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The first European to explore the future Ensenada, was Juan Rodriguez Cabrillo of Portugal, who originally named the area, "San Mateo" (St. Matthew) in 1542. Not to be outdone, Spanish explorer Sebastian Vizcaino "rediscovered" the area 60 years later in 1602, and gave it the name, "Ensenada de Todos Los Santos," which, thankfully, was shortened to its present moniker. Interestingly, neither of these explorers reported any signs of habitation at these times. A priest, however, traveling to San Diego in 1769, noted the presence of people.
For many years, the area was generally avoided as a place of habitation and consisted mostly of adobe missions.
In 1821, Mexico gained its independence from Spain and California. In 1848, California was divided when the U.S. government paid Mexico $15 million dollars for what became known as Alta California. Baja California remained in Mexican hands and is the northernmost frontier of the Mexican Republic.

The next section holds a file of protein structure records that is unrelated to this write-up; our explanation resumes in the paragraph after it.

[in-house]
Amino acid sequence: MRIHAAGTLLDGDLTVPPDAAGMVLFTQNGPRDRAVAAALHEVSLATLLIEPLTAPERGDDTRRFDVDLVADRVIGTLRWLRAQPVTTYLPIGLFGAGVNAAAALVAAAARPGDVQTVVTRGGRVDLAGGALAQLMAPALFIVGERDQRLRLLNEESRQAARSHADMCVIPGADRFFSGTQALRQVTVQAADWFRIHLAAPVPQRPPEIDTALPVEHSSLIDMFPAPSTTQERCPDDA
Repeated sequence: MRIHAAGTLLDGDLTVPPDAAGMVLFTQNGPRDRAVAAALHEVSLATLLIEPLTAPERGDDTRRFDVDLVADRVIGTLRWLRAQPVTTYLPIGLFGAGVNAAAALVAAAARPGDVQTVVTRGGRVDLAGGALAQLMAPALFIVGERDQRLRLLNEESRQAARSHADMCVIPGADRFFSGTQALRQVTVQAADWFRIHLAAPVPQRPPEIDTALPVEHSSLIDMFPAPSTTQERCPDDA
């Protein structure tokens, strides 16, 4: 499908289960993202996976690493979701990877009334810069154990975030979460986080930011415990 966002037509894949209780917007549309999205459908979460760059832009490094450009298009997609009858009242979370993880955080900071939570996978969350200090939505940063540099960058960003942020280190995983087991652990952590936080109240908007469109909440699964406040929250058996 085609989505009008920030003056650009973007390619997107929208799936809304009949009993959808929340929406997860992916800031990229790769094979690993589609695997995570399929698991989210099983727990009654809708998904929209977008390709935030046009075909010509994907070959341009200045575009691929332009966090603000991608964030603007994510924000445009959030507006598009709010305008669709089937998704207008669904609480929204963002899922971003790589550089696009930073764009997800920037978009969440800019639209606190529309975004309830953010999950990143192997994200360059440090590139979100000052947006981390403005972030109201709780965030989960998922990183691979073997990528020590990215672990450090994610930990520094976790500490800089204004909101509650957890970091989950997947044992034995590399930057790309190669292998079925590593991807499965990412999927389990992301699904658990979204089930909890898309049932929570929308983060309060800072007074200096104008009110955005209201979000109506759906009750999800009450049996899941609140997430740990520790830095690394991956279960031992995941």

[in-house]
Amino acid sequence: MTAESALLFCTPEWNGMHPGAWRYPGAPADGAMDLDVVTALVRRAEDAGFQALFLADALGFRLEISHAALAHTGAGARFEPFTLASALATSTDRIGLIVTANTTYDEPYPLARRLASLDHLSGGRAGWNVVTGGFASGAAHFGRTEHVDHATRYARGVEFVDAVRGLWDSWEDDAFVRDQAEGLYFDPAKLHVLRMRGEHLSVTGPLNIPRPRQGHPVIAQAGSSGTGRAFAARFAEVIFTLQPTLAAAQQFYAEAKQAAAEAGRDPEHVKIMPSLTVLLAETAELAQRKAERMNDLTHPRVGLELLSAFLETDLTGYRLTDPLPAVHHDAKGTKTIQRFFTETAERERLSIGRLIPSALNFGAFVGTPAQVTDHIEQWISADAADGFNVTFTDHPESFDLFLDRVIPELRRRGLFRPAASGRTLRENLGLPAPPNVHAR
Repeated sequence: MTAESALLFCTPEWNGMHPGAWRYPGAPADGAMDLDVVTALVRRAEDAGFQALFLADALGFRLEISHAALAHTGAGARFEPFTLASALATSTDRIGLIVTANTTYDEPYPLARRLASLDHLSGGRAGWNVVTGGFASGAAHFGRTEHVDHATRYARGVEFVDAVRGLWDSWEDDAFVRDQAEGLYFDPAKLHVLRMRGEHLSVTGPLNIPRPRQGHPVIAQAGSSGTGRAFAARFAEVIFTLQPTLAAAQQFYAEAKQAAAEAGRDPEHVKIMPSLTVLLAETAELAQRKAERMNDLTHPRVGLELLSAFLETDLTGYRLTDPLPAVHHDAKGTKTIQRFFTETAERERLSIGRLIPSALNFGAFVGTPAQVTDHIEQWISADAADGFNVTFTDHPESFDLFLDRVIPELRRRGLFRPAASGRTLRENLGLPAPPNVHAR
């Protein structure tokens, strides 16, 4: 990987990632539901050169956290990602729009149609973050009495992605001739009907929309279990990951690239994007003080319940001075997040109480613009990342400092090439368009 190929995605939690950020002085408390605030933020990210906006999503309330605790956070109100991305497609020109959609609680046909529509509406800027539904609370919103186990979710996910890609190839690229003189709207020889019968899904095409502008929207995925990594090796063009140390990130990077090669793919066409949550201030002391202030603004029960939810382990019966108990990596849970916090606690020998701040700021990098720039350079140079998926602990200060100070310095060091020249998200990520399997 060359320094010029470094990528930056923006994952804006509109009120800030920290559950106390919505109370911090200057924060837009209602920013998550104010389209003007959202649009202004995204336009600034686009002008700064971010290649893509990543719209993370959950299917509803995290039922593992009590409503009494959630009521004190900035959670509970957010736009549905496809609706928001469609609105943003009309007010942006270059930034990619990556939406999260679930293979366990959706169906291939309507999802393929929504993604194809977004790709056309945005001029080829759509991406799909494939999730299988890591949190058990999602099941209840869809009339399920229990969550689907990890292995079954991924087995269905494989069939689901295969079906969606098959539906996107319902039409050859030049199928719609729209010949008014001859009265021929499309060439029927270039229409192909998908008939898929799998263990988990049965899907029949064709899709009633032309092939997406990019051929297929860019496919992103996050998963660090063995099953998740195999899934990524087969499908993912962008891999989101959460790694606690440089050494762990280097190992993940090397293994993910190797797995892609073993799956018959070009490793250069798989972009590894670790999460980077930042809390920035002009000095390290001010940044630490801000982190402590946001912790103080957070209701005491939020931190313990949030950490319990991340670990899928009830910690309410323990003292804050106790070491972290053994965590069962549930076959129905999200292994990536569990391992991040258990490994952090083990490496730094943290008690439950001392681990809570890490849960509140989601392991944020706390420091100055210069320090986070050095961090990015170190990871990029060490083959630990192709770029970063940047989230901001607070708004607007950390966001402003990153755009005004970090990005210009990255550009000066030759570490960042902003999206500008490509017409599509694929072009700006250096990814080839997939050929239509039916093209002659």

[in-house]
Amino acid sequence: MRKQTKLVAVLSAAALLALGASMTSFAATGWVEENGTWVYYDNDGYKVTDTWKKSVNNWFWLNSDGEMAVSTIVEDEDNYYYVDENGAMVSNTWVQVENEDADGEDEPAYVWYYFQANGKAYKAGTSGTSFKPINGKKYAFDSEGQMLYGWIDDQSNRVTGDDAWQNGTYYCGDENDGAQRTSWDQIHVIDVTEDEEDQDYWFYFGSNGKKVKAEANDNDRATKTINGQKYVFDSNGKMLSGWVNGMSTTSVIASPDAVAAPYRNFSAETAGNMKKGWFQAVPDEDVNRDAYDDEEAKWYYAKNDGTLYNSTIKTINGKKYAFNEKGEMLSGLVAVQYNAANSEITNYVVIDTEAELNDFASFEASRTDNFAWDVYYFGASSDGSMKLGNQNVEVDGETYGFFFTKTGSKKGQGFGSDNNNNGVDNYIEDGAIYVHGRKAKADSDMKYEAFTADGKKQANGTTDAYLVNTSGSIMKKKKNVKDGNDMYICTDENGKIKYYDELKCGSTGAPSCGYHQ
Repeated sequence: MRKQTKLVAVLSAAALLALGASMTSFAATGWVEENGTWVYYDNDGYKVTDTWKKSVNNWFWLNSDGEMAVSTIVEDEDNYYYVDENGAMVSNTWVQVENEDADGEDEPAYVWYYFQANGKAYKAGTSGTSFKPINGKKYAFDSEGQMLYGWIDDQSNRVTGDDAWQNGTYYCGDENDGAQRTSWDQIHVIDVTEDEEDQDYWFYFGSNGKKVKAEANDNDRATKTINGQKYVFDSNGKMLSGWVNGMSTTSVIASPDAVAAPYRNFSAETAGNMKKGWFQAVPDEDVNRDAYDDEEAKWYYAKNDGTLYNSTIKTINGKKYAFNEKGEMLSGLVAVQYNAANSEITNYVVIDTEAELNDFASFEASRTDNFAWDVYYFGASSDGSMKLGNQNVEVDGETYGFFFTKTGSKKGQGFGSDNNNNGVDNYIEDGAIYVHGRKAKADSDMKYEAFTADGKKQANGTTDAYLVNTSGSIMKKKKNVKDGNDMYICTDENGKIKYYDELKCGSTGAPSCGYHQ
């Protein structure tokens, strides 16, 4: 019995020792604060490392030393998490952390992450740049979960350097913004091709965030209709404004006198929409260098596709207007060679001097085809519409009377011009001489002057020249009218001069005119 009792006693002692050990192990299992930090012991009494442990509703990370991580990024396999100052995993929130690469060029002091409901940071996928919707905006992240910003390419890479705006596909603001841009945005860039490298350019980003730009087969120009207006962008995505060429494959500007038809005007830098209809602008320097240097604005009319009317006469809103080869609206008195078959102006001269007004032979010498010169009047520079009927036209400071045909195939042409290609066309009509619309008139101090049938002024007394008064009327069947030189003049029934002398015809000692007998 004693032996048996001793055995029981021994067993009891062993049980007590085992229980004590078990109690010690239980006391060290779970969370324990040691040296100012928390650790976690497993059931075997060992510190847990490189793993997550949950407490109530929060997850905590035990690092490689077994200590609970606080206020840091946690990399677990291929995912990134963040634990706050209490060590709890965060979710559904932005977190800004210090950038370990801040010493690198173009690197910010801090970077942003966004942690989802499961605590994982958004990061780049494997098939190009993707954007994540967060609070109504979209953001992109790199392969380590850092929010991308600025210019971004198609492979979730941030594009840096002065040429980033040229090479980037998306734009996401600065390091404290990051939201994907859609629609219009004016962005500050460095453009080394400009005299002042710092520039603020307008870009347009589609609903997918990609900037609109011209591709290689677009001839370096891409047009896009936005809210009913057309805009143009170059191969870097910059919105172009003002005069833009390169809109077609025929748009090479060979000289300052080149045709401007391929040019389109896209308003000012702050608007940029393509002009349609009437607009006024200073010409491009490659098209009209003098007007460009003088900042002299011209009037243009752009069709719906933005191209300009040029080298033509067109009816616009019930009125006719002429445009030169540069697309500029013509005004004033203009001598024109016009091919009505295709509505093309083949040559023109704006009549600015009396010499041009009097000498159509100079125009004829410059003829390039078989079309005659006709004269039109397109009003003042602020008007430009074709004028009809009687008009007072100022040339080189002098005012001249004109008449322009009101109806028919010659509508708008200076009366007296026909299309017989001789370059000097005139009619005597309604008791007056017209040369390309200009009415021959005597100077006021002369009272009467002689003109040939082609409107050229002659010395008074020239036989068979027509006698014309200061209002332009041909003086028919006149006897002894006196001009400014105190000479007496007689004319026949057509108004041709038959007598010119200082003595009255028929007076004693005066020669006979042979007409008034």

In 1854, rich man, William Walker and his hires soldiers arrogantly invaded the territory, but was soundly overcome under the Mexican leadership of Mexican, Antonio Melendres. By the end of American Civil War, in 1865, Baja had begun to attract gold-seekers after the discovery of the metal in San Rafael.
1887 saw the beginnings of Ensenada, by then with an estimated population of between 300 and 440. Another gold rush in 1889 brought more people, but the economy soon bottomed out again. However, mining has remained an industry of the area.
Today, industry, fishing, and tourism encapsulates Ensenada's importance. Its population of over 250,000 swells during the height of tourist seaon.